3.Â Copy the two .IMG files to your kitchen’s img_files folder in your Ubuntu Virtual Machine.
4. In the Terminal window that you opened in Section I, type 1 and hit enter to create a working folder from the two .img files.
Now, that you have either the update.zip in the original_update folder of the kitchen OR the system.img and boot.img of a shipped ROM in the img_files folder of the kitchen, you are ready to play with the ROM to make it your own.
III. Tweaking the Imported ROM Using the Automated Options in the Kitchen
So this is a basic kitchen, but you can do things like, add Root support, add/remove apps from the ROM, enable saving apps to the sd card, enabling Wifi tethering, do some automatic optimizations, and a few other things automatically just by selecting the option and hitting enter. It even allows you to put in your own scripts for the ROM to run (but that’s for more advanced users who know how to create scripts of course).
1. After importing a ROM using section II, select the options you want to do to the ROM (by typing the number of the option you want into the terminal/kitchen window and hitting enter. They are all pretty self explanatory.)
2. Continue this until you have all the automated options you want in the new ROM.
IV. Adding/Removing Applications from the ROM
1. In your Ubuntu Virtual Machine, goto Places at the top. Then click on Home Folder, then the WORKING folder that was created in section II when you dissected the original ROM or img files. Then goto system > app. (Also check Data > App as .apks can be put in there as well).
2. In the app folder you will see all the .apk files for all the applications you have currently in the ROM. Simply delete the ones you do not want to remove them from the ROM.
3. To add applications, simply copy any .apk file for the applications you want to add into the app folder.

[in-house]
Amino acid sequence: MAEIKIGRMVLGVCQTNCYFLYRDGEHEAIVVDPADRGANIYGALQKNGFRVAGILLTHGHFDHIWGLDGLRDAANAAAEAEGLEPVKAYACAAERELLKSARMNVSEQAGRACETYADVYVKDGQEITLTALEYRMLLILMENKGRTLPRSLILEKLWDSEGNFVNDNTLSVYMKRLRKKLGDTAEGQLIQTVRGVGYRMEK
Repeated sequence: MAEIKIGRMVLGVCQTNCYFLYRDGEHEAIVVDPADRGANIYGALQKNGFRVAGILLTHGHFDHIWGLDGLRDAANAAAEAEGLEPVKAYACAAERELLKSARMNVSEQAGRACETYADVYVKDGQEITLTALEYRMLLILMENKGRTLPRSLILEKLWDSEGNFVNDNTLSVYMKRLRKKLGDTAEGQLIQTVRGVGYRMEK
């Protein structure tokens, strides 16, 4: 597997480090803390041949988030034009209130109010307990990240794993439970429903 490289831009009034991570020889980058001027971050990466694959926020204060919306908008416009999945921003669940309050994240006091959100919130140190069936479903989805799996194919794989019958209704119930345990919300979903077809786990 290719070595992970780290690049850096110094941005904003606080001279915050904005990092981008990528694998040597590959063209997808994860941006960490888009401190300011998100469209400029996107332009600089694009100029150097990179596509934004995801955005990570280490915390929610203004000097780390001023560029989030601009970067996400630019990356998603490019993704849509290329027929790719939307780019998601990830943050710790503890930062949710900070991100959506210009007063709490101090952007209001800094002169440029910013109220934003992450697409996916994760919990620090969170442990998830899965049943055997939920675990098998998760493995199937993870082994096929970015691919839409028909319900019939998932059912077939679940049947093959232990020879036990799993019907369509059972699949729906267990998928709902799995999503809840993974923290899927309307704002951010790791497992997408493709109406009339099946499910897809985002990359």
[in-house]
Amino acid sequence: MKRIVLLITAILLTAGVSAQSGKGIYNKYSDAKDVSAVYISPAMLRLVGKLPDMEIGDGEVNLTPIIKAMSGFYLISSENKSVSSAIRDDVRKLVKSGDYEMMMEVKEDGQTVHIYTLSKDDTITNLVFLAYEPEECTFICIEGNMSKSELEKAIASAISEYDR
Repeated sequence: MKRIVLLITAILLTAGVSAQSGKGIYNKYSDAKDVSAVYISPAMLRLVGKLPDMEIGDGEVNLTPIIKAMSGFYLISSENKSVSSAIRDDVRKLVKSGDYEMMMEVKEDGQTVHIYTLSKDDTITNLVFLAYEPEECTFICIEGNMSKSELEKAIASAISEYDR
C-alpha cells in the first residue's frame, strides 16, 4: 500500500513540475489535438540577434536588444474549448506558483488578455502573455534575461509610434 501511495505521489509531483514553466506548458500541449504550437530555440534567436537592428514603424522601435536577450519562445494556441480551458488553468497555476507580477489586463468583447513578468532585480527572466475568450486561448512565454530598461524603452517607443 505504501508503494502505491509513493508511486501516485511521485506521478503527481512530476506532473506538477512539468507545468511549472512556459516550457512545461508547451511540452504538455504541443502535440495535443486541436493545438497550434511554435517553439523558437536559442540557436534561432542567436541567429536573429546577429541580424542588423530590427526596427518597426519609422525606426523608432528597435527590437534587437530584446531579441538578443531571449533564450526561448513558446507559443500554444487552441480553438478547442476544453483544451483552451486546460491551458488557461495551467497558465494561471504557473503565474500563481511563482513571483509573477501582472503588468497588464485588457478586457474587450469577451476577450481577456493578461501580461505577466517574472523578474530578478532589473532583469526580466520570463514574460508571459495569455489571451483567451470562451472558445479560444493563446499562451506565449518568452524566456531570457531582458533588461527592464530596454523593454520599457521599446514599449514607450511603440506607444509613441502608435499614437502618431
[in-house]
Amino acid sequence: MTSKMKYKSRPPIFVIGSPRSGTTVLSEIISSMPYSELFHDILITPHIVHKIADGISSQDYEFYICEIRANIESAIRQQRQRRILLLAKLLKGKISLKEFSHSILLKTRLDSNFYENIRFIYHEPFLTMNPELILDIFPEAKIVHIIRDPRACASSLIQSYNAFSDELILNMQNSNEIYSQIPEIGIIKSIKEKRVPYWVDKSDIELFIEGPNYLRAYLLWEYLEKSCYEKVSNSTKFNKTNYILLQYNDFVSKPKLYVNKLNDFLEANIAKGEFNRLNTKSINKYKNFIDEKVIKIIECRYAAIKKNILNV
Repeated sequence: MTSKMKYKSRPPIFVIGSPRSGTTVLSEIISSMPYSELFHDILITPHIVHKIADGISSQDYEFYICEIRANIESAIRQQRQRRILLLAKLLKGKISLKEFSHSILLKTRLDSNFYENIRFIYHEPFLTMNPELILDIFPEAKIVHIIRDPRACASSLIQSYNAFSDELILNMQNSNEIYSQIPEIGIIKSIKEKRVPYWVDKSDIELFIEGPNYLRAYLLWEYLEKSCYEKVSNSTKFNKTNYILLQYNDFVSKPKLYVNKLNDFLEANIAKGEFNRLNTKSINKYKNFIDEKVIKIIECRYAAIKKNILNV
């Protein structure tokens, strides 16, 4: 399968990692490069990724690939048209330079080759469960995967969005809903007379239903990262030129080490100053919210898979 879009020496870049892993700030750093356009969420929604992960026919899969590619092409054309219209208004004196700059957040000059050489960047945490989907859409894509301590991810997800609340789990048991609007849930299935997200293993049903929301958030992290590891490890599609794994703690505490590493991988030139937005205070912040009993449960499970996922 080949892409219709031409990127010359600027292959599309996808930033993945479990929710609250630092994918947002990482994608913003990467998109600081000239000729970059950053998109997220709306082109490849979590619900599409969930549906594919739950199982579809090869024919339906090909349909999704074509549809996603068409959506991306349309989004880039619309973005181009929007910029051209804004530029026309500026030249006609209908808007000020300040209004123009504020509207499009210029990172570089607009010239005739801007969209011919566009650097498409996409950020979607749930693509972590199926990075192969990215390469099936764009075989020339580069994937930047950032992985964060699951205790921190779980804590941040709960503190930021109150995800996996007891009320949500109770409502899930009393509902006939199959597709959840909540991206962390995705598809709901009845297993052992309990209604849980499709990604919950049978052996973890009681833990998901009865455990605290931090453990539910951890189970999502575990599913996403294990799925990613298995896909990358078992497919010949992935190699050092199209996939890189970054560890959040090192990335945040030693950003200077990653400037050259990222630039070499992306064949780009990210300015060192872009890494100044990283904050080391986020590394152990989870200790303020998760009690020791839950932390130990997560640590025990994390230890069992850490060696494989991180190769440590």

V. Repackage the ROM so it can be Flashed onto a Phone
1. Once you have done whatever changes you want, you just need to type 99 and hit enter in the kitchen/terminal for the kitchen to take the working folder you have been messing with and compile it into a flashable update.zip ROM.
2. Once it is done compiling the ROM, we can transfer it to our phone.
VIa. Setup Ubuntu to See Your Phone via USB
1. In the Virtual Box windows with Ubuntu in it, click on Devices at the top then click Install Guest Additions. (It should autostart, if it doesn’t, click on the CD that appeared on the desktop in Ubuntu and then click on Autostart.sh. It will ask you for your password you created when setting up Ubuntu, put that in and let it install).
2. Once the Guest Additions are installed, close the Virtual Box Ubuntu Window (choose to Power Down the Machine).
3. Now, open Virtual Box itself (not Ubuntu) and highlight the Ubuntu machine, then click on Settings at the top.
4. Click on USB and make sure Enable USB Controller and Enable USB 2.0 are both enabled.
5. Now plug in your Android phone (do NOT mount the SD card, just plug it in).
6. Now in the USB menu of Virtual Box, click the + symbol on the right and then select your Android Device (name may be different).
7. Once that is installed, unplug your phone.
8. Now, Start your Ubuntu Virtual Box.
9. Once Ubuntu boots up, plug in your Android phone (do not mount the memory card yet) and look for the USB symbol at the bottom (fourth icon from the left) and hover over it and wait for it to say USB Device detected and display your phone. Once that happens, mount the sd card by pulling down the notification bar on your phone and clicking mount.
10. Ubuntu should pop up your SD card on the desktop (if any prompts come up just select do nothing and click ok). We can now transfer files to the memory card of our phone.
VIb. Use RapidShare to Transfer the File from Ubuntu to Windows (if Section VIa was giving you trouble)
1. If you can’t get the USB to work in Ubuntu, then simply open a Firefox browser window, goto Rapidshare.com and upload the ROM to there.
2.Once it is done uploading, ON YOUR WINDOWS COMPUTER NOT UBUNTU, put in the link it gave you when you finished uploading it, to download it to your Windows computer so we can transfer it to your phone.
VII. Flash the ROM
5. Copy the .zip file to the root of your SD card (NOT in any folders, just on the SD card itself).
6. Unplug the phone and turn it off.
7. Turn it back on by holding down home and power (do not let go until the recovery screen comes up) to get to recovery mode (you must have a custom recovery screen to do this, if you don’t find out How To Root and Load a ROM procedure for your phone and do those first).
8. Now select Nandroid Backup to create a backup before we flash the new ROM.
9. Once the backup is done, select Wipe Data / Factory Reset in recovery mode.
10. Select flash zip from sd card and select the ROM you just put on the sd card.
11. Once it is done flashing, click reboot. Enjoy!
Enjoy! Will update this as we add more things for you to tweak Feel free to suggest some in the meantime.
Want to Flash a New Splash Screen on Your 320×480 Resolution Android Device?Here’s how.